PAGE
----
The response to that question can run the gamut from “what a great learning tool for advancing a child’s education” all the way to “what a colossal waste of our taxpayer dollars.” I have to say my own reaction when I first heard about such ideas — like the ubiquitous obsolete-upon-completion ”computer labs” that were opened in high schools across the nation — was largely skepticism. Couldn’t that money be put to better use? Because that’s what it’s all about: not the bells and whistles and dollars thrown at education but how we spend our money on our students, right?
So when I heard about the problems plaguing the Los Angeles program to equip each child with an iPad (they’re now considering a switch to laptops), I wasn’t surprised. Most teachers in LA did not support any more money being spent on the program, one commenting that there aren’t even funds to pay for custodial cleaning services for the classrooms. A similar program in Fort Bend County, Texas was suspended after it failed to meet expected goals.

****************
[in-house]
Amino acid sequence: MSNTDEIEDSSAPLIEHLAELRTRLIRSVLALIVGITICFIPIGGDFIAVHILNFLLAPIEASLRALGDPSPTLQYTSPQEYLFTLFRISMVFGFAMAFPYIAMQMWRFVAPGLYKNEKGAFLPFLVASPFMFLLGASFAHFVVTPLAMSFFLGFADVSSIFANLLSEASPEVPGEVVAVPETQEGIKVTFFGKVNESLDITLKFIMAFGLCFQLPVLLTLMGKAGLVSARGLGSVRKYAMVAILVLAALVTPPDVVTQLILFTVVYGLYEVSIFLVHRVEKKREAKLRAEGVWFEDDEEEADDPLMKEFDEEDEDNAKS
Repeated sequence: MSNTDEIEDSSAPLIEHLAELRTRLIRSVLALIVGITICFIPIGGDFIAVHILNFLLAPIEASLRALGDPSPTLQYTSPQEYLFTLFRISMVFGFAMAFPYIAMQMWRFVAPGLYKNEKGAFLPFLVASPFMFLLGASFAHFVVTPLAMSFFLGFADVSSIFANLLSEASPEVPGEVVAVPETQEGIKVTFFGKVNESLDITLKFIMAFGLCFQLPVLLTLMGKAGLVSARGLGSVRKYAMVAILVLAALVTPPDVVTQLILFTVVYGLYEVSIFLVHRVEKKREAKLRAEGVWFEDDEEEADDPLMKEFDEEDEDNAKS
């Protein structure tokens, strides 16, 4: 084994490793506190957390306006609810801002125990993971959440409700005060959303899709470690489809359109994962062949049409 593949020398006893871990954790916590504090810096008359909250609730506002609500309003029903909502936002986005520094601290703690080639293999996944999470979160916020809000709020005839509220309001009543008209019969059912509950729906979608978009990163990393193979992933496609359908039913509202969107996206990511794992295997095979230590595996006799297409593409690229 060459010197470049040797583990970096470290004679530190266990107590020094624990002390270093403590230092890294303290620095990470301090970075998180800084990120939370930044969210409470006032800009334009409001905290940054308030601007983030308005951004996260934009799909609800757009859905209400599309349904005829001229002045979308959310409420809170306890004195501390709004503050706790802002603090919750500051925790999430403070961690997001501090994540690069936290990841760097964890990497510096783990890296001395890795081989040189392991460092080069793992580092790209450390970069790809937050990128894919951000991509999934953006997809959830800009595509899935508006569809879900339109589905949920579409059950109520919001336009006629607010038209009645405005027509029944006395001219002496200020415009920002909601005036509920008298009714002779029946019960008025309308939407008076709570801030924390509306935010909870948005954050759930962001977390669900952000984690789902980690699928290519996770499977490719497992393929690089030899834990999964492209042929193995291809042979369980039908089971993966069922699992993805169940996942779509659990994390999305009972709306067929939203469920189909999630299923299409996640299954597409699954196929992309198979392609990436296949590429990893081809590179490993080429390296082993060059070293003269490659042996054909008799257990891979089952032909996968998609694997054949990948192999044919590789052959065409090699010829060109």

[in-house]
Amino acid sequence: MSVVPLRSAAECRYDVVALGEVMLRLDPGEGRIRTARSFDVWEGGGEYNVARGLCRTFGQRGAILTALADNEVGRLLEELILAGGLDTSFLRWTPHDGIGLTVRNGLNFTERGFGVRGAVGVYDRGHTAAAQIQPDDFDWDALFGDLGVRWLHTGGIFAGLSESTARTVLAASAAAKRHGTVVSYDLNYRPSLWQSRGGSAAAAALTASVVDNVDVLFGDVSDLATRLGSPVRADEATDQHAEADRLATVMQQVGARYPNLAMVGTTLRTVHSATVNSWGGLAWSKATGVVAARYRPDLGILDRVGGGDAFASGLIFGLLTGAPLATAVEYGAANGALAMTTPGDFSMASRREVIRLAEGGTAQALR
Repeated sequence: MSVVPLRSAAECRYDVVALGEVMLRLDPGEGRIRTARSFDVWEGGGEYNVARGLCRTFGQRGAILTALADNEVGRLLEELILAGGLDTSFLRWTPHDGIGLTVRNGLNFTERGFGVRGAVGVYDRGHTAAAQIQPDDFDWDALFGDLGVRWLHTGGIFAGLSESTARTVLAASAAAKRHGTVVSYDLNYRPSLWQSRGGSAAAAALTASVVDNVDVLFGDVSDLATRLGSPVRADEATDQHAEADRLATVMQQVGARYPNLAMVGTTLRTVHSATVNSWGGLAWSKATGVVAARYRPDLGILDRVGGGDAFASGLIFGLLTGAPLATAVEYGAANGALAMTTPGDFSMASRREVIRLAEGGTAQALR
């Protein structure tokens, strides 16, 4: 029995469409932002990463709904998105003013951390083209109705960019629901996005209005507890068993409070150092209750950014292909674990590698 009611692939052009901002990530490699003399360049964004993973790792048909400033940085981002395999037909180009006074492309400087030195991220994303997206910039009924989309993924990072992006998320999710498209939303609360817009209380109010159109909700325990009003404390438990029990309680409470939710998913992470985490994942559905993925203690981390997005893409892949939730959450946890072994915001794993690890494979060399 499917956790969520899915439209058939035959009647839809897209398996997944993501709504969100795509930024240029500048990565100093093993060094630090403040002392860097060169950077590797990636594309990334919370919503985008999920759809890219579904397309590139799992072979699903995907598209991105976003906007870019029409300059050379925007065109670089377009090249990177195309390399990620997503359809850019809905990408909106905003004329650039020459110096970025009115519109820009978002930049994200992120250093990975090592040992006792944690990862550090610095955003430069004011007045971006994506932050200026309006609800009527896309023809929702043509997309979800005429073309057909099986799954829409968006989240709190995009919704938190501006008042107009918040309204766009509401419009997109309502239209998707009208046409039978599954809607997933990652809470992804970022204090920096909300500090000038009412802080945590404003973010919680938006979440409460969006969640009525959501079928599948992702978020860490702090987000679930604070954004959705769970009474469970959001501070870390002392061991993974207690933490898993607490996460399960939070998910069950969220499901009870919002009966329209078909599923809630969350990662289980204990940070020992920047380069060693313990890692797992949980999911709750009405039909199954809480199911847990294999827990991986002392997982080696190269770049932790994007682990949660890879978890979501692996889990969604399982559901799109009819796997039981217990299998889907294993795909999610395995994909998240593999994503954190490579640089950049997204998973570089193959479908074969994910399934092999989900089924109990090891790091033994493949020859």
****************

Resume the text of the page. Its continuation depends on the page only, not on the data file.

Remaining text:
But lost among those stories of failure is a project that is making a phenomenal change where it has been tried.
Here is a video of the success story in Mooresville, N.C., that started in 2009.
The program, which leases the laptops for much less than the Los Angeles program did, started with laying off about ten percent of the county’s teachers and increasing class sizes. You can imagine how that would go over in many school districts. But if it truly is about educating our children — not keeping jobs for union bosses and their members — all administrators should take a closer look at this shining example of what technology can bring to the classroom.
Read more about the Mooresville program here.